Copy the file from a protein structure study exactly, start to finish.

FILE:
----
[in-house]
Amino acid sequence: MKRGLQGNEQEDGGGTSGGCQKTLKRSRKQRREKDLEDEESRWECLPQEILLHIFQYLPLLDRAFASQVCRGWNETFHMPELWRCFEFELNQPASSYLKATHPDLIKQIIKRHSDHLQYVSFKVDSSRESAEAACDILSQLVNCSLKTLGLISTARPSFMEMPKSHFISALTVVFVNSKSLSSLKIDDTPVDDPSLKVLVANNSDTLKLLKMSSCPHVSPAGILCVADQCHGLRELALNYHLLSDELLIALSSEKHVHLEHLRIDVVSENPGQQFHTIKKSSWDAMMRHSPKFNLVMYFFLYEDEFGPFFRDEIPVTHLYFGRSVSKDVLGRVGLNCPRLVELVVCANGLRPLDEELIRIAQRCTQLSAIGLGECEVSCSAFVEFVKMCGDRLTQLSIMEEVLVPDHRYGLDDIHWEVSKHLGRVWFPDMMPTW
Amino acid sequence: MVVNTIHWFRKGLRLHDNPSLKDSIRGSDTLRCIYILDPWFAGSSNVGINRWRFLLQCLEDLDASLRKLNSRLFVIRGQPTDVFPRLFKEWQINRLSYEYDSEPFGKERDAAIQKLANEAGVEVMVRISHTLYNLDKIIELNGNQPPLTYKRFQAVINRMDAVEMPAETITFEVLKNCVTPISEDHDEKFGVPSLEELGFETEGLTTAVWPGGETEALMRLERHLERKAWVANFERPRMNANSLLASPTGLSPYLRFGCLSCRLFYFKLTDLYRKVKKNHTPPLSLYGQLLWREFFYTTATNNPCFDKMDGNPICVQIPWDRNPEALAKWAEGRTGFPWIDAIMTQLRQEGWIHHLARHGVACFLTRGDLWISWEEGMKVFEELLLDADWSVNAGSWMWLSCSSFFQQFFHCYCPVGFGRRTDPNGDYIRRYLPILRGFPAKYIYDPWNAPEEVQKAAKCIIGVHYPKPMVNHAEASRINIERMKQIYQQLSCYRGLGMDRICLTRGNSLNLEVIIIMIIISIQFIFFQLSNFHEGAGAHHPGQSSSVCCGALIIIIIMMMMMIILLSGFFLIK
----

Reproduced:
[in-house]
Amino acid sequence: MKRGLQGNEQEDGGGTSGGCQKTLKRSRKQRREKDLEDEESRWECLPQEILLHIFQYLPLLDRAFASQVCRGWNETFHMPELWRCFEFELNQPASSYLKATHPDLIKQIIKRHSDHLQYVSFKVDSSRESAEAACDILSQLVNCSLKTLGLISTARPSFMEMPKSHFISALTVVFVNSKSLSSLKIDDTPVDDPSLKVLVANNSDTLKLLKMSSCPHVSPAGILCVADQCHGLRELALNYHLLSDELLIALSSEKHVHLEHLRIDVVSENPGQQFHTIKKSSWDAMMRHSPKFNLVMYFFLYEDEFGPFFRDEIPVTHLYFGRSVSKDVLGRVGLNCPRLVELVVCANGLRPLDEELIRIAQRCTQLSAIGLGECEVSCSAFVEFVKMCGDRLTQLSIMEEVLVPDHRYGLDDIHWEVSKHLGRVWFPDMMPTW
Amino acid sequence: MVVNTIHWFRKGLRLHDNPSLKDSIRGSDTLRCIYILDPWFAGSSNVGINRWRFLLQCLEDLDASLRKLNSRLFVIRGQPTDVFPRLFKEWQINRLSYEYDSEPFGKERDAAIQKLANEAGVEVMVRISHTLYNLDKIIELNGNQPPLTYKRFQAVINRMDAVEMPAETITFEVLKNCVTPISEDHDEKFGVPSLEELGFETEGLTTAVWPGGETEALMRLERHLERKAWVANFERPRMNANSLLASPTGLSPYLRFGCLSCRLFYFKLTDLYRKVKKNHTPPLSLYGQLLWREFFYTTATNNPCFDKMDGNPICVQIPWDRNPEALAKWAEGRTGFPWIDAIMTQLRQEGWIHHLARHGVACFLTRGDLWISWEEGMKVFEELLLDADWSVNAGSWMWLSCSSFFQQFFHCYCPVGFGRRTDPNGDYIRRYLPILRGFPAKYIYDPWNAPEEVQKAAKCIIGVHYPKPMVNHAEASRINIERMKQIYQQLSCYRGLGMDRICLTRGNSLNLEVIIIMIIISIQFIFFQLSNFHEGAGAHHPGQSSSVCCGALIIIIIMMMMMIILLSGFFLIK